Nicholas  (06:59.001)

Convincing people is a big part of any political endeavor, and if you’re not seen as someone who’s good at doing that, then people will not be as faithful to you and will likely discard you a lot faster.

Adam (07:20.974)

Right. And I also think when you compare the two, as the thing said, the challenger, Chris, Ben, the incumbent, Chris, I think Trump is more outspoken. In contrast, when putting out his successes and stuff, Biden is more of an inside, not go-out type of person. I think that that will be an issue he will face on the campaign trail, which is kind of broadcasting his accomplishments.

His achievements are trying to get voters to see what he’s done because Trump is doing that, and he is broadcasting the things he has done to his base. And so that’s certainly going to be an issue. Moving on. The judge, actually speaking of Trump, the judge overseeing Trump’s criminal trial, found Trump in contempt of court for a second time for violating his gag order, which stops him from making statements, or attacking jurors.

The judge threatened jail time if he continued to violate the gag order. What do you think about the legal aspects of violating the gag order? And could we possibly see Trump in jail in the next couple of days if he violates the gag order again?

Nicholas  (08:40.249)

Well, if you like, violating the gag order is just straight up against the law. And like, uh, the judge himself said that the last thing he wants to do is put Trump in jail. So, he also said that he has a job to do, and he will do it if necessary. 

Nicholas  (09:08.697)

If Trump does it again, I think there’s a good chance he might see jail time, but at the same time, with all the power Trump has, he may get off scot-free.

Adam (09:25.326)

for violating the gag order, he (the judge) set it for $1,000. And so he violated the gag order nine times last time and got charged $9,000. I mean, Trump’s worth is hundreds of millions in cash and liquid finance. So that’s not going to do much harm to him. Plus, he also has his legal defense funds. And so I think Judge Merchan talked about the fact that he may have to consider putting jail time on the table as a punishment if he continues to violate the gag order in this trial; 

Adam (9:45:234

RFK Jr., the third-party candidate making the most waves, has some favorable poll numbers. In a recent TIPP insights poll, he received 12%, with Biden leading over Trump by only one point. Kennedy is appealing to small parties in the States to try to get on the ballot. So what he’s doing is going to smaller parties who don’t have a lot of. Voters who don’t have a candidate to put forward, and he’s asking to be their nominee so that he can appear on the ballot in those states in hopes that that will kind of if he’s on the ballot, then people will be more likely to vote for him, do you think that’ll make a serious impact on his chances of winning because I mean even for a third party candidate 12 it’s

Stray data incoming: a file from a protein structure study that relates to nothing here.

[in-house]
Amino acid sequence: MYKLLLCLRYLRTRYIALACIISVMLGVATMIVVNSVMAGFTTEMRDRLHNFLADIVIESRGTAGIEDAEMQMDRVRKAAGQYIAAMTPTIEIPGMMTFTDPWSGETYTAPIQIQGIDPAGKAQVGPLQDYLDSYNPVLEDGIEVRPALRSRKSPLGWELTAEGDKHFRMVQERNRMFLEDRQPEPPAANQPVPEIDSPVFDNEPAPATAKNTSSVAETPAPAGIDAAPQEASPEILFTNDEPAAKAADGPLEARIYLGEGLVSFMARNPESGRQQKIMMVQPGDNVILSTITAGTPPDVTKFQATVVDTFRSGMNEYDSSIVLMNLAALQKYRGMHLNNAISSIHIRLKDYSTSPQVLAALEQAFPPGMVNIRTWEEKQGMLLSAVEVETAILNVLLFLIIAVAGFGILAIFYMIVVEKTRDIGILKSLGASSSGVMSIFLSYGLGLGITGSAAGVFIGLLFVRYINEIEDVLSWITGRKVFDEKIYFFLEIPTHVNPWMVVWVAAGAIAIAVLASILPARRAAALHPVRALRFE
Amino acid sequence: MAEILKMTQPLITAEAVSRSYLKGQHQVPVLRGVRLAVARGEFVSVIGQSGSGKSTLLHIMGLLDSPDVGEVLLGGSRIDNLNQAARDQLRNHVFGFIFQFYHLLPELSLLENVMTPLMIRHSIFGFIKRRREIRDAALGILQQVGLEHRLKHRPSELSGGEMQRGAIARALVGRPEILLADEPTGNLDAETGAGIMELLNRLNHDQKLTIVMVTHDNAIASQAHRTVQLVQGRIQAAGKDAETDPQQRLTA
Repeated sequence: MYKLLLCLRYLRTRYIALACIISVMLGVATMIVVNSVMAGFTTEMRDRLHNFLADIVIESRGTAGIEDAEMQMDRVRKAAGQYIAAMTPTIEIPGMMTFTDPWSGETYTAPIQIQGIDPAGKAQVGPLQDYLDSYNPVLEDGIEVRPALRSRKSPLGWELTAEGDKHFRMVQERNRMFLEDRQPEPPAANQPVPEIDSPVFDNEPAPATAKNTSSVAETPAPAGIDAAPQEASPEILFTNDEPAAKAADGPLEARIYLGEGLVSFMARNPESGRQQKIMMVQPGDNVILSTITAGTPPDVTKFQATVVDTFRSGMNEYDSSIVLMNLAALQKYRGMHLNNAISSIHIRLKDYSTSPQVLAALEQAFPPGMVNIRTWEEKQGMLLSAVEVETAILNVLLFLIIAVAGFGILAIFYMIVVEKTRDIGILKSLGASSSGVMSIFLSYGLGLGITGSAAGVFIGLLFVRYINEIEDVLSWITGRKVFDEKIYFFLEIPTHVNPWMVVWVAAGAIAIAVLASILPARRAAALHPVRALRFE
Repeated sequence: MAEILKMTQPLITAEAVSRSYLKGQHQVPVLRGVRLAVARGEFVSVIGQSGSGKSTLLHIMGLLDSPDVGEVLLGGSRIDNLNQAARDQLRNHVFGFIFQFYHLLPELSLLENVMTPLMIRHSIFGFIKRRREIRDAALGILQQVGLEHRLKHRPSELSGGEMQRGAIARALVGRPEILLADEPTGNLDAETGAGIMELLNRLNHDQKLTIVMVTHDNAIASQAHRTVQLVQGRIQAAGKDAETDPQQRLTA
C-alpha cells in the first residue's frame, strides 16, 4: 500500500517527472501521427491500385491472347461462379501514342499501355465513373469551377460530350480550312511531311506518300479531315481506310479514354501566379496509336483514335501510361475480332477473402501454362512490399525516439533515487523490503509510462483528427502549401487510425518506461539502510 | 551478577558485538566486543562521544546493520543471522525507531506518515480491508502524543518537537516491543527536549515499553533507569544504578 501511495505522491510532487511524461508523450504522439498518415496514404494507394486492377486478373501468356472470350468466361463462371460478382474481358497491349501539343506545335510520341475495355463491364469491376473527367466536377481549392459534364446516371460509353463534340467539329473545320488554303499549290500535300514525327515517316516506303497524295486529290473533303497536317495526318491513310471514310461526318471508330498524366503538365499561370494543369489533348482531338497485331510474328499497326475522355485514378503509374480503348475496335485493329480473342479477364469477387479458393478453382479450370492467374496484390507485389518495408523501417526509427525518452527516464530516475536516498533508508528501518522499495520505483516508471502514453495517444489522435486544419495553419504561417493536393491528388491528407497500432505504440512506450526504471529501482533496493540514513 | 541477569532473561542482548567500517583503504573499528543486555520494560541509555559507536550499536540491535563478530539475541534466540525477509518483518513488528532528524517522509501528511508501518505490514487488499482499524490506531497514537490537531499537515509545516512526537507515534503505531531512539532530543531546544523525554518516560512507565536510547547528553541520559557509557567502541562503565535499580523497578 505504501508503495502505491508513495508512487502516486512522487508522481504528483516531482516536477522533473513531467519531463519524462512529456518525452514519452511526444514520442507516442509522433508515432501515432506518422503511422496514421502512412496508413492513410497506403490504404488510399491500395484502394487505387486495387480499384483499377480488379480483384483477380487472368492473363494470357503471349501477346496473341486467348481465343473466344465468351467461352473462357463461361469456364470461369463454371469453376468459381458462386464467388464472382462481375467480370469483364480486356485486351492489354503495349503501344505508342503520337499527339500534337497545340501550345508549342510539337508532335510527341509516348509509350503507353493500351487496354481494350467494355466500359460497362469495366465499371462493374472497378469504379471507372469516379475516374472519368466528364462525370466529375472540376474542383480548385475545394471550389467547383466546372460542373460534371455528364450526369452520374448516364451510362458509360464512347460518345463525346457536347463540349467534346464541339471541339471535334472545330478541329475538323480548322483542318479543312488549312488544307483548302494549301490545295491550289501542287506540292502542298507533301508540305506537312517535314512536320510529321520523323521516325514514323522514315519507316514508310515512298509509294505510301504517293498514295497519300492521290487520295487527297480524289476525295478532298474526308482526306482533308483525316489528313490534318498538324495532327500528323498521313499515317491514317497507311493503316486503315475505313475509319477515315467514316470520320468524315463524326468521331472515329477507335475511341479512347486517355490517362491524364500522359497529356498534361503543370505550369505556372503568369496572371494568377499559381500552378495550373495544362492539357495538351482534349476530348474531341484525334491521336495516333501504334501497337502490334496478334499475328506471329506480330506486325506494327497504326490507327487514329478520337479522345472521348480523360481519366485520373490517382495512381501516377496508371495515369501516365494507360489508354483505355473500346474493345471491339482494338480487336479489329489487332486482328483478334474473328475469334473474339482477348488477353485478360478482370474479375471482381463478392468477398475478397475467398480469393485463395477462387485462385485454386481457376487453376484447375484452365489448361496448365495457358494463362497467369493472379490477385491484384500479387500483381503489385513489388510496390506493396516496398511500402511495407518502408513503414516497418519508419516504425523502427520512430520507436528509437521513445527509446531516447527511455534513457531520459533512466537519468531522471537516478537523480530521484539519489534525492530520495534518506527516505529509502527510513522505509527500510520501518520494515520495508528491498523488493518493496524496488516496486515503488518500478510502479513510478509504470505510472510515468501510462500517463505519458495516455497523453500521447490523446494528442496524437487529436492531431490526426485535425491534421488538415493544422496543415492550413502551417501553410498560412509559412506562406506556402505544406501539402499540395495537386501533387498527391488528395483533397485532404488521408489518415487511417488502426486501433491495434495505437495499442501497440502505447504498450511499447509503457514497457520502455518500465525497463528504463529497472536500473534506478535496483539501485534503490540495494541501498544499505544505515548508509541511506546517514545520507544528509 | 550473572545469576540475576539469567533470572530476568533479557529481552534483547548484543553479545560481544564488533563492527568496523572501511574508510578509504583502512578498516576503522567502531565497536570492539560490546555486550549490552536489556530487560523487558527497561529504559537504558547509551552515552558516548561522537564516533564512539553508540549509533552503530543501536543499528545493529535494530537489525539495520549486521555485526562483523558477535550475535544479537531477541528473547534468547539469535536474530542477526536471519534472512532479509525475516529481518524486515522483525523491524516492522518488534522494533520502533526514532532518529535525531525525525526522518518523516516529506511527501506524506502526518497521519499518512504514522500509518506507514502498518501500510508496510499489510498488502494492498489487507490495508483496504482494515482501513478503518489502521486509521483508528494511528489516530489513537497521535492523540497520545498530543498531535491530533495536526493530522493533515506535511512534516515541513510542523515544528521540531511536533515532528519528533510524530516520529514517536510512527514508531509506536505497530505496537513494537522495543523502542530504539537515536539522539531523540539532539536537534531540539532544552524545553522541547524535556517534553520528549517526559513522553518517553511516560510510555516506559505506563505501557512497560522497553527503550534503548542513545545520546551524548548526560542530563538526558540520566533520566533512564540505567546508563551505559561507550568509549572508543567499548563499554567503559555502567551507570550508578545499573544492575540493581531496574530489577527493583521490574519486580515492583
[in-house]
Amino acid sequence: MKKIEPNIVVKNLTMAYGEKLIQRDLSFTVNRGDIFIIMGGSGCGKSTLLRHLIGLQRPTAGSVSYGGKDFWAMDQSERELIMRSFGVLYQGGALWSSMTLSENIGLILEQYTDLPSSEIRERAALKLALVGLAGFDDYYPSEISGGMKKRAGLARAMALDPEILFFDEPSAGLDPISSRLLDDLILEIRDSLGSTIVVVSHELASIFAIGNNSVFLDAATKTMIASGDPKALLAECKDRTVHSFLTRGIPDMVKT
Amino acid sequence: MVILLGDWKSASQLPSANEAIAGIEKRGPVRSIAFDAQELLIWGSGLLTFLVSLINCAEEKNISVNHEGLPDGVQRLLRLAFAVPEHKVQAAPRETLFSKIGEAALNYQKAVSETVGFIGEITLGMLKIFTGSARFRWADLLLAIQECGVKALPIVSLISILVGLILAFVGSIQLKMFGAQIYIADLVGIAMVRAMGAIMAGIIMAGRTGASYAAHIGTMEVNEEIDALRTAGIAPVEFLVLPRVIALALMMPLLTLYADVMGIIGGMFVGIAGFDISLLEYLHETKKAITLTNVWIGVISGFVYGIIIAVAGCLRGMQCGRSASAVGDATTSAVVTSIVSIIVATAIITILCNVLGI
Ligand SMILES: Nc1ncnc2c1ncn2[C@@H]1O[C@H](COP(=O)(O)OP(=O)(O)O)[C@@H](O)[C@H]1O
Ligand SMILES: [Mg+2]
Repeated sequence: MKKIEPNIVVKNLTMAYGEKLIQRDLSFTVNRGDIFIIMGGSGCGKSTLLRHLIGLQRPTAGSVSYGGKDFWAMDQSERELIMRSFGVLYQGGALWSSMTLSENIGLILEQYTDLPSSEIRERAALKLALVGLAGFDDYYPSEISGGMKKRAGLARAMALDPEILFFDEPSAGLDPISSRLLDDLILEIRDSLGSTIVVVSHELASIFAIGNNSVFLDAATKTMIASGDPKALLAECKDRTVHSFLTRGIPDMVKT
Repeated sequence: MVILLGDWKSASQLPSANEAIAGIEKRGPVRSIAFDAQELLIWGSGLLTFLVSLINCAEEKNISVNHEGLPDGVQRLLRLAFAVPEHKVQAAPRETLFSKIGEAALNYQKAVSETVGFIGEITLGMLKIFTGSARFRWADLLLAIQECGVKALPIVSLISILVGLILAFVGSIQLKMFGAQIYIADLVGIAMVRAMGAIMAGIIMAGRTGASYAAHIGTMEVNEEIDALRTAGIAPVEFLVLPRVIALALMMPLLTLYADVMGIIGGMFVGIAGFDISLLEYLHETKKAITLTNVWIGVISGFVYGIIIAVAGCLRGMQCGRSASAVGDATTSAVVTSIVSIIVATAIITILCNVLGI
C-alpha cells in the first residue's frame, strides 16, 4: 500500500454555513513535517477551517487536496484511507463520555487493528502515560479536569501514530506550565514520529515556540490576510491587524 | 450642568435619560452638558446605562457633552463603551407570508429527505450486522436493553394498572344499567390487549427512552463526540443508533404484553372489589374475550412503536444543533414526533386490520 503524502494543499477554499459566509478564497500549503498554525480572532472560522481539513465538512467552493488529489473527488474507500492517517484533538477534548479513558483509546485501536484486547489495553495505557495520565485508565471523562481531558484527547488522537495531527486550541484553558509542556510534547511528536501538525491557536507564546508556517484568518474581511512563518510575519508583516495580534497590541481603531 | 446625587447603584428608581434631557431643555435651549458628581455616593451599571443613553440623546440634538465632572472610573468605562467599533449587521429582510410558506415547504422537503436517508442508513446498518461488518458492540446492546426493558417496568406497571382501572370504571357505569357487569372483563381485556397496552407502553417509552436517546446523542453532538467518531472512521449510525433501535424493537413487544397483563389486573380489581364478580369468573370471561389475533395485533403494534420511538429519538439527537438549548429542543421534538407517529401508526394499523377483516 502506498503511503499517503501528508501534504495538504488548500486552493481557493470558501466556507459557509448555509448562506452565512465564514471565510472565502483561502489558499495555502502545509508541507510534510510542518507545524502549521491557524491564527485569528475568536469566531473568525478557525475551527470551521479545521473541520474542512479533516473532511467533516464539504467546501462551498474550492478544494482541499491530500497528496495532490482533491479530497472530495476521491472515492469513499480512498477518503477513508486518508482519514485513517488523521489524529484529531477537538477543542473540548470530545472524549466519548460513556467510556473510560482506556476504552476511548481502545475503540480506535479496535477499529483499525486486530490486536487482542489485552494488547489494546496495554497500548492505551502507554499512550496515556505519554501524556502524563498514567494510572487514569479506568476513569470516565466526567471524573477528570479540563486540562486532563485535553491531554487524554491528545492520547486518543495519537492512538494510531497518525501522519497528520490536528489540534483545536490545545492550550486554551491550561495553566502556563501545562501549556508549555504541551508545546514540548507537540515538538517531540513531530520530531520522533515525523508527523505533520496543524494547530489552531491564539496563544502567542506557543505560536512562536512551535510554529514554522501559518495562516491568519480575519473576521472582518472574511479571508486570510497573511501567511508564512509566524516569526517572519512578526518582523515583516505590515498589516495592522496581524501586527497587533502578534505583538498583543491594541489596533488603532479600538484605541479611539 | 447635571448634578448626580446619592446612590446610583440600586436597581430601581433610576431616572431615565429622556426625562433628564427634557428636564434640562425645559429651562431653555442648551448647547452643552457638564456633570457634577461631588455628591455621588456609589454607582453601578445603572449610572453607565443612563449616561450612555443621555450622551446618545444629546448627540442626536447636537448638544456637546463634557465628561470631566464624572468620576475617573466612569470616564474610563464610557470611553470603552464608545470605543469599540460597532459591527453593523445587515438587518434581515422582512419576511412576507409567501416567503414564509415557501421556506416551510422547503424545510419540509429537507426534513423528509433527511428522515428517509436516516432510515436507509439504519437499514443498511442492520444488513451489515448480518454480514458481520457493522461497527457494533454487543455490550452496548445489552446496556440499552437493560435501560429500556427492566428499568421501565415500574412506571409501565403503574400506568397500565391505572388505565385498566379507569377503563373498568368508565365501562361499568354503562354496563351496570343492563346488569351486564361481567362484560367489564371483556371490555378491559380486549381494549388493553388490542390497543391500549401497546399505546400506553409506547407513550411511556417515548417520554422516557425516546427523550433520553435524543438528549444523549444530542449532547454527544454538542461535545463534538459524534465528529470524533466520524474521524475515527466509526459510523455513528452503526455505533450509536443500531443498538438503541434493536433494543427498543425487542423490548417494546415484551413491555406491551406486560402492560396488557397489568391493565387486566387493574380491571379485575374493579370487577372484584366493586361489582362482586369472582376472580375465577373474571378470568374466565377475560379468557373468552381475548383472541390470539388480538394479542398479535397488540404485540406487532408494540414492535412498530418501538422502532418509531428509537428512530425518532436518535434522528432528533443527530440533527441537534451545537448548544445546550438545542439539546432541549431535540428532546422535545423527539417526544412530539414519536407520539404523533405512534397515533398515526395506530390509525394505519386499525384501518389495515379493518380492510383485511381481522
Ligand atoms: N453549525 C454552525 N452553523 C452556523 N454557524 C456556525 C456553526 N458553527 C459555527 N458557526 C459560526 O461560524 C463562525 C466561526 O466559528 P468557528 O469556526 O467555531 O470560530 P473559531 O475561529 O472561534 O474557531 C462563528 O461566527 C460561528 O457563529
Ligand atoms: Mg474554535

nothing. It’s certainly more than other candidates have gotten, but it’s not close enough to make him a serious contender to be president.

Nicholas  (12:51.961)

Like I’ve said before, third-party voters will vote in polls for third-party candidates as a sign of protest against larger parties, but eventually, they will think that their vote will go to nothing if they don’t vote for one of the larger parties. And so, support will drop drastically for those third-party candidates.

Adam (13:19.79)

Right, they’ll feel like they need to fall in line.

Nicholas  (13:21.945)

Yes, yes. And also…

Getting onto the ballot in many states could increase the amount of votes he gets, but it probably won’t make enough difference to affect the election that much.

Adam (13:41.038)

Right. The main idea is that he’ll pull votes away from one of the two candidates. He’ll probably pull votes away from both candidates, but the question is who will he pull the most away from? I think he’ll probably pull more, more, more votes away from Trump than he will from Biden, primarily because just reading his platform and kind of reading some of his statements, which have been some of the statements have been, um, very anti-vaccine conspiracy theory type stuff. So I, and I think that kind of fits in line more with a demographic of the Republicans. There’s a demographic of the Democrats who will probably be appealed by this and so might vote for him. But I think in recent polls, every time Kennedy has a decent amount of support, Biden usually wins in that poll, so based on that, it would be better for Biden for Kennedy to stay in. What do you think?

Nicholas  (14:53.529)

Yeah, you said that Kennedy’s policies seem more Republican leading than Democrat-leading. So, it would make sense for Trump to pull more votes. Yeah.

Adam (15:07.854)

All right, thank you very much for listening to Simplifying the State, and we’ll see you next time.

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Adam Watson
Adam Watson, Reporter
Adam Watson is a freshman and new reporter for Globe this year. His interests encompass history, politics, and video games.